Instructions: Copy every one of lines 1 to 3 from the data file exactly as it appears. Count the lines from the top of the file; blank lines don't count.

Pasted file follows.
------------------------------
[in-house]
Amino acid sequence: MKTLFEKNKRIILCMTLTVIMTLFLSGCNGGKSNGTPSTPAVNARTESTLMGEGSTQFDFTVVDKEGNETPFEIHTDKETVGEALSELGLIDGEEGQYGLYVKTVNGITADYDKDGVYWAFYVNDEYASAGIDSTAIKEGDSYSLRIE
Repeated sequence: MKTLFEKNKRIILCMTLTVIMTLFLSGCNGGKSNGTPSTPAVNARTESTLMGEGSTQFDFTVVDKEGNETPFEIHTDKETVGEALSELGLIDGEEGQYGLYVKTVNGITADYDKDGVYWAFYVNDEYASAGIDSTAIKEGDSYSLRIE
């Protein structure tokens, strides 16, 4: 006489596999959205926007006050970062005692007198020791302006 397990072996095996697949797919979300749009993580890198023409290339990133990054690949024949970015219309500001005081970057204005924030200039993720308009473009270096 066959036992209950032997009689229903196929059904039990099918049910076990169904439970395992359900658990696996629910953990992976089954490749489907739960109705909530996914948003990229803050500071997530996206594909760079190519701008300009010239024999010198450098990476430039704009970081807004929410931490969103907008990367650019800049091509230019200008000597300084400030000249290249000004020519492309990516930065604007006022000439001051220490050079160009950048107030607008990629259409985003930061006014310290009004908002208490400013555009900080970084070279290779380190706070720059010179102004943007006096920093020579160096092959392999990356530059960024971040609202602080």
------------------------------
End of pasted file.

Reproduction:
[in-house]
Amino acid sequence: MKTLFEKNKRIILCMTLTVIMTLFLSGCNGGKSNGTPSTPAVNARTESTLMGEGSTQFDFTVVDKEGNETPFEIHTDKETVGEALSELGLIDGEEGQYGLYVKTVNGITADYDKDGVYWAFYVNDEYASAGIDSTAIKEGDSYSLRIE
Repeated sequence: MKTLFEKNKRIILCMTLTVIMTLFLSGCNGGKSNGTPSTPAVNARTESTLMGEGSTQFDFTVVDKEGNETPFEIHTDKETVGEALSELGLIDGEEGQYGLYVKTVNGITADYDKDGVYWAFYVNDEYASAGIDSTAIKEGDSYSLRIE